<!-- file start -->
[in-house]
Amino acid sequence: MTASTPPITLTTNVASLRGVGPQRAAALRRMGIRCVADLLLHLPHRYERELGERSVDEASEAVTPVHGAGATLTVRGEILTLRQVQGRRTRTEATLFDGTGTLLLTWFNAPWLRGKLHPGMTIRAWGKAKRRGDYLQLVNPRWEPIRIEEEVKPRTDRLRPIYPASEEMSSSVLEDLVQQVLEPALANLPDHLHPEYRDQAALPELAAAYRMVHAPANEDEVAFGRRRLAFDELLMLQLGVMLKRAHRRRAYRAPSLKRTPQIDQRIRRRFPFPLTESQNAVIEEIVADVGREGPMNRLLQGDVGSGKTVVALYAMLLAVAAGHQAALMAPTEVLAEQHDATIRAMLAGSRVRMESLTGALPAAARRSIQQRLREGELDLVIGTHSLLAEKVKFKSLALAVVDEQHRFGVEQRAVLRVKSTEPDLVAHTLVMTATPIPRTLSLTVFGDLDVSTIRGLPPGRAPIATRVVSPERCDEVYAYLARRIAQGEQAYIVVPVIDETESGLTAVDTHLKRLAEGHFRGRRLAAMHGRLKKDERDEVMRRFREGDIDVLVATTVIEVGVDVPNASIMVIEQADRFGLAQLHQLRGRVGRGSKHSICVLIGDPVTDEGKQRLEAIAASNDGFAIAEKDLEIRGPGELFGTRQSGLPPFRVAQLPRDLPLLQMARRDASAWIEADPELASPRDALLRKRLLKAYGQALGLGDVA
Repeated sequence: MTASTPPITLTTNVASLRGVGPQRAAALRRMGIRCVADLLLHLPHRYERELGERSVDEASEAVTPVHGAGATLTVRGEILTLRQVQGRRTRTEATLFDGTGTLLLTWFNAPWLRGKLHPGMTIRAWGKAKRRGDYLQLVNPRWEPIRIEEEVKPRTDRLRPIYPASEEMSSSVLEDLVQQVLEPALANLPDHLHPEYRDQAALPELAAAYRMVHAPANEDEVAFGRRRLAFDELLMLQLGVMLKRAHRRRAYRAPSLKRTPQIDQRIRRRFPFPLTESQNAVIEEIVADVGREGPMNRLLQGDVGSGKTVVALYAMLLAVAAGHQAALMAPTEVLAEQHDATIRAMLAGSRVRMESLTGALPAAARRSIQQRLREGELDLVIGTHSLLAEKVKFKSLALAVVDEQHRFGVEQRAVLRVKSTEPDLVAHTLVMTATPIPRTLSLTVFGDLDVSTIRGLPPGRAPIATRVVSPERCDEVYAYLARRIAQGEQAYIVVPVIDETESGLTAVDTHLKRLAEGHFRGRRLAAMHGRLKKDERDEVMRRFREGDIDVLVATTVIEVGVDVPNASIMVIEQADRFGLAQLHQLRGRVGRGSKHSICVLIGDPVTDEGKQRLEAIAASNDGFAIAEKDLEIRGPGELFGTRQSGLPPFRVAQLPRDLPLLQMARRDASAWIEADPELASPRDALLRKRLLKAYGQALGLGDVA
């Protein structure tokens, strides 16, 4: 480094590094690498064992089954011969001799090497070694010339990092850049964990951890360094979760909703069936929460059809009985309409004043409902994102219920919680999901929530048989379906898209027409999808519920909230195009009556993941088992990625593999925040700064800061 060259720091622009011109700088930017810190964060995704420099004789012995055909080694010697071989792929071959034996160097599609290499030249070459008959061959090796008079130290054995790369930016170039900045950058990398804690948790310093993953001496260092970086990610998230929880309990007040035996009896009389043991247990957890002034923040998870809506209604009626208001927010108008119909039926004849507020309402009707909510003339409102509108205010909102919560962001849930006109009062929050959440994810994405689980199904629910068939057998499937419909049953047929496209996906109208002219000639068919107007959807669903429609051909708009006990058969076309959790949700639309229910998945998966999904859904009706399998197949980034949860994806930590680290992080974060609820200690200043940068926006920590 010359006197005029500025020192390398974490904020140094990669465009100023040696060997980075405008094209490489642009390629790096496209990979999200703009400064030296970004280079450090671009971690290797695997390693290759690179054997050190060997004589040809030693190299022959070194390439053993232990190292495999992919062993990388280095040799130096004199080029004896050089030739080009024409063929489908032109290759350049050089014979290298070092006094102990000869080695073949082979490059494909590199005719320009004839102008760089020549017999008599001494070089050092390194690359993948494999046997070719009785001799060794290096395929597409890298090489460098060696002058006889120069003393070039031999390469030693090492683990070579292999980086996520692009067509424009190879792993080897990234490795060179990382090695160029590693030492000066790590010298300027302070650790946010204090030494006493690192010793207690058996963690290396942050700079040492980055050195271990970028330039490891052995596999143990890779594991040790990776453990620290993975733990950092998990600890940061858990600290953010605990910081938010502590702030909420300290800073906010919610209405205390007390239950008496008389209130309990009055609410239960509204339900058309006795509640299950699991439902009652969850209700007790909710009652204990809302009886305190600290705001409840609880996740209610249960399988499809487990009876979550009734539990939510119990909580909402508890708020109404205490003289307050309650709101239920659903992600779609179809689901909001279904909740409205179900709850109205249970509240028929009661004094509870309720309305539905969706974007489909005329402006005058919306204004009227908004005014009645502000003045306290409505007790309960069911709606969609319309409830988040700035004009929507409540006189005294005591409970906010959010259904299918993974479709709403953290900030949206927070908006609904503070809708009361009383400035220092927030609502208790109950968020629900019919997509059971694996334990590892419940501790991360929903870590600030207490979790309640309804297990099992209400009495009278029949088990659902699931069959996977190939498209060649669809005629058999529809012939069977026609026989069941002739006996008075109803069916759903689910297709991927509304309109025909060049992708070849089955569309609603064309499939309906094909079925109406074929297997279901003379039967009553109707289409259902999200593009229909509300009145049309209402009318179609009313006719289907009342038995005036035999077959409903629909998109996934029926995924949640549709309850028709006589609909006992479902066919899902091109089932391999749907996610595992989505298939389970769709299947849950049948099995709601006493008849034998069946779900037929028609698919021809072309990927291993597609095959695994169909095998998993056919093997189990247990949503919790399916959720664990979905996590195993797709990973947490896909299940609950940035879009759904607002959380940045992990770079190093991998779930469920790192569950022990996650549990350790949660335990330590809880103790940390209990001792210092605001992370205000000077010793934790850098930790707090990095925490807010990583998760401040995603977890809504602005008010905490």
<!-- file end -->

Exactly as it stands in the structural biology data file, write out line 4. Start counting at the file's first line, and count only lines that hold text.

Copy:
């Protein structure tokens, strides 16, 4: 480094590094690498064992089954011969001799090497070694010339990092850049964990951890360094979760909703069936929460059809009985309409004043409902994102219920919680999901929530048989379906898209027409999808519920909230195009009556993941088992990625593999925040700064800061 060259720091622009011109700088930017810190964060995704420099004789012995055909080694010697071989792929071959034996160097599609290499030249070459008959061959090796008079130290054995790369930016170039900045950058990398804690948790310093993953001496260092970086990610998230929880309990007040035996009896009389043991247990957890002034923040998870809506209604009626208001927010108008119909039926004849507020309402009707909510003339409102509108205010909102919560962001849930006109009062929050959440994810994405689980199904629910068939057998499937419909049953047929496209996906109208002219000639068919107007959807669903429609051909708009006990058969076309959790949700639309229910998945998966999904859904009706399998197949980034949860994806930590680290992080974060609820200690200043940068926006920590 010359006197005029500025020192390398974490904020140094990669465009100023040696060997980075405008094209490489642009390629790096496209990979999200703009400064030296970004280079450090671009971690290797695997390693290759690179054997050190060997004589040809030693190299022959070194390439053993232990190292495999992919062993990388280095040799130096004199080029004896050089030739080009024409063929489908032109290759350049050089014979290298070092006094102990000869080695073949082979490059494909590199005719320009004839102008760089020549017999008599001494070089050092390194690359993948494999046997070719009785001799060794290096395929597409890298090489460098060696002058006889120069003393070039031999390469030693090492683990070579292999980086996520692009067509424009190879792993080897990234490795060179990382090695160029590693030492000066790590010298300027302070650790946010204090030494006493690192010793207690058996963690290396942050700079040492980055050195271990970028330039490891052995596999143990890779594991040790990776453990620290993975733990950092998990600890940061858990600290953010605990910081938010502590702030909420300290800073906010919610209405205390007390239950008496008389209130309990009055609410239960509204339900058309006795509640299950699991439902009652969850209700007790909710009652204990809302009886305190600290705001409840609880996740209610249960399988499809487990009876979550009734539990939510119990909580909402508890708020109404205490003289307050309650709101239920659903992600779609179809689901909001279904909740409205179900709850109205249970509240028929009661004094509870309720309305539905969706974007489909005329402006005058919306204004009227908004005014009645502000003045306290409505007790309960069911709606969609319309409830988040700035004009929507409540006189005294005591409970906010959010259904299918993974479709709403953290900030949206927070908006609904503070809708009361009383400035220092927030609502208790109950968020629900019919997509059971694996334990590892419940501790991360929903870590600030207490979790309640309804297990099992209400009495009278029949088990659902699931069959996977190939498209060649669809005629058999529809012939069977026609026989069941002739006996008075109803069916759903689910297709991927509304309109025909060049992708070849089955569309609603064309499939309906094909079925109406074929297997279901003379039967009553109707289409259902999200593009229909509300009145049309209402009318179609009313006719289907009342038995005036035999077959409903629909998109996934029926995924949640549709309850028709006589609909006992479902066919899902091109089932391999749907996610595992989505298939389970769709299947849950049948099995709601006493008849034998069946779900037929028609698919021809072309990927291993597609095959695994169909095998998993056919093997189990247990949503919790399916959720664990979905996590195993797709990973947490896909299940609950940035879009759904607002959380940045992990770079190093991998779930469920790192569950022990996650549990350790949660335990330590809880103790940390209990001792210092605001992370205000000077010793934790850098930790707090990095925490807010990583998760401040995603977890809504602005008010905490």